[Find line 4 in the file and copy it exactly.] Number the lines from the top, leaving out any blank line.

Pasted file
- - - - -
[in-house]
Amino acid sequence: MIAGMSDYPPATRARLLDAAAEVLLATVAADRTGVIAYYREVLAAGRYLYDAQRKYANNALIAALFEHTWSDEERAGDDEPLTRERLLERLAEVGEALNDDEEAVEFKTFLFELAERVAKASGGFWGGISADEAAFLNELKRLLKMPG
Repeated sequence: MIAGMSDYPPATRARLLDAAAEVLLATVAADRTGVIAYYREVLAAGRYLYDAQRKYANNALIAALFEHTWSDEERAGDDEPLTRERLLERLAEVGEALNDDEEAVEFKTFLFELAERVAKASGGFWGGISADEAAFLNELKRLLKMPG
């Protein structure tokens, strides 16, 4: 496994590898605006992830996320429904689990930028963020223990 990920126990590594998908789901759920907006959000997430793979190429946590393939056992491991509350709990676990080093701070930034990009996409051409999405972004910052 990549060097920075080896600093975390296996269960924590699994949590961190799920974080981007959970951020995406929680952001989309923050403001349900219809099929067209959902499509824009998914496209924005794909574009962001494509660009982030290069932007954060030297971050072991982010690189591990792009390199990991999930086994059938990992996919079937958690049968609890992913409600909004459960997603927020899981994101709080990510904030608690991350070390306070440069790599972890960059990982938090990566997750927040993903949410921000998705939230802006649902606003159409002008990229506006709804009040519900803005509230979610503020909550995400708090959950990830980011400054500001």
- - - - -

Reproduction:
């Protein structure tokens, strides 16, 4: 496994590898605006992830996320429904689990930028963020223990 990920126990590594998908789901759920907006959000997430793979190429946590393939056992491991509350709990676990080093701070930034990009996409051409999405972004910052 990549060097920075080896600093975390296996269960924590699994949590961190799920974080981007959970951020995406929680952001989309923050403001349900219809099929067209959902499509824009998914496209924005794909574009962001494509660009982030290069932007954060030297971050072991982010690189591990792009390199990991999930086994059938990992996919079937958690049968609890992913409600909004459960997603927020899981994101709080990510904030608690991350070390306070440069790599972890960059990982938090990566997750927040993903949410921000998705939230802006649902606003159409002008990229506006709804009040519900803005509230979610503020909550995400708090959950990830980011400054500001």